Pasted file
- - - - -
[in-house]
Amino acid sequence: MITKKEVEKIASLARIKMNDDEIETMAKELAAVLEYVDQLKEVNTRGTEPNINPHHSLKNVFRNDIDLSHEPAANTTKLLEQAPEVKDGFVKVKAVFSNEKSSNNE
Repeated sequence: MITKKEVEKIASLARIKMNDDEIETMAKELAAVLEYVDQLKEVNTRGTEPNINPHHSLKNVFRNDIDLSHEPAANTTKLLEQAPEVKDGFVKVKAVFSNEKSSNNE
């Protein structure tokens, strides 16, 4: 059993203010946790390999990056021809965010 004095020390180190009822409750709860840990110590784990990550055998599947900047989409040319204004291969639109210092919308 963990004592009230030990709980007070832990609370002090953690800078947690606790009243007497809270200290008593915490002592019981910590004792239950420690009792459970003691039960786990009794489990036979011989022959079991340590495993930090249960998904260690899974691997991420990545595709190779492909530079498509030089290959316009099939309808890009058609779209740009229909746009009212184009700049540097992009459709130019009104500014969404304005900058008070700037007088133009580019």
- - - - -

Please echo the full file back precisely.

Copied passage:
[in-house]
Amino acid sequence: MITKKEVEKIASLARIKMNDDEIETMAKELAAVLEYVDQLKEVNTRGTEPNINPHHSLKNVFRNDIDLSHEPAANTTKLLEQAPEVKDGFVKVKAVFSNEKSSNNE
Repeated sequence: MITKKEVEKIASLARIKMNDDEIETMAKELAAVLEYVDQLKEVNTRGTEPNINPHHSLKNVFRNDIDLSHEPAANTTKLLEQAPEVKDGFVKVKAVFSNEKSSNNE
């Protein structure tokens, strides 16, 4: 059993203010946790390999990056021809965010 004095020390180190009822409750709860840990110590784990990550055998599947900047989409040319204004291969639109210092919308 963990004592009230030990709980007070832990609370002090953690800078947690606790009243007497809270200290008593915490002592019981910590004792239950420690009792459970003691039960786990009794489990036979011989022959079991340590495993930090249960998904260690899974691997991420990545595709190779492909530079498509030089290959316009099939309808890009058609779209740009229909746009009212184009700049540097992009459709130019009104500014969404304005900058008070700037007088133009580019």